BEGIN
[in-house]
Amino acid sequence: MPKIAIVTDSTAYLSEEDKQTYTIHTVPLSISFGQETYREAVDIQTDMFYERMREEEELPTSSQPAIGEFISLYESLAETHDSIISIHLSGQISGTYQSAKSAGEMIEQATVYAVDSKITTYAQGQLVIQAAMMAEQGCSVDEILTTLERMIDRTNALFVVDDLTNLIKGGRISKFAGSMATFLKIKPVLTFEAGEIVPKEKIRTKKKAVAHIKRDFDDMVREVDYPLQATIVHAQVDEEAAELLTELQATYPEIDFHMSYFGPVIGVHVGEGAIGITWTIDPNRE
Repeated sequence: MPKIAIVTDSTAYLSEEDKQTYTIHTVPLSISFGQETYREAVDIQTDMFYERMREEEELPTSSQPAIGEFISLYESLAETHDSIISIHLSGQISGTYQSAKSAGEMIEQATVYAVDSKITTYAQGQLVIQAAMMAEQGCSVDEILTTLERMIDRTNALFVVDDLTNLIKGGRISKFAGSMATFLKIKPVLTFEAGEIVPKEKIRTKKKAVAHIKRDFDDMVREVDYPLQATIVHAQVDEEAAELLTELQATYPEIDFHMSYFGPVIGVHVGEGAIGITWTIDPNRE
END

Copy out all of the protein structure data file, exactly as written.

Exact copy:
[in-house]
Amino acid sequence: MPKIAIVTDSTAYLSEEDKQTYTIHTVPLSISFGQETYREAVDIQTDMFYERMREEEELPTSSQPAIGEFISLYESLAETHDSIISIHLSGQISGTYQSAKSAGEMIEQATVYAVDSKITTYAQGQLVIQAAMMAEQGCSVDEILTTLERMIDRTNALFVVDDLTNLIKGGRISKFAGSMATFLKIKPVLTFEAGEIVPKEKIRTKKKAVAHIKRDFDDMVREVDYPLQATIVHAQVDEEAAELLTELQATYPEIDFHMSYFGPVIGVHVGEGAIGITWTIDPNRE
Repeated sequence: MPKIAIVTDSTAYLSEEDKQTYTIHTVPLSISFGQETYREAVDIQTDMFYERMREEEELPTSSQPAIGEFISLYESLAETHDSIISIHLSGQISGTYQSAKSAGEMIEQATVYAVDSKITTYAQGQLVIQAAMMAEQGCSVDEILTTLERMIDRTNALFVVDDLTNLIKGGRISKFAGSMATFLKIKPVLTFEAGEIVPKEKIRTKKKAVAHIKRDFDDMVREVDYPLQATIVHAQVDEEAAELLTELQATYPEIDFHMSYFGPVIGVHVGEGAIGITWTIDPNRE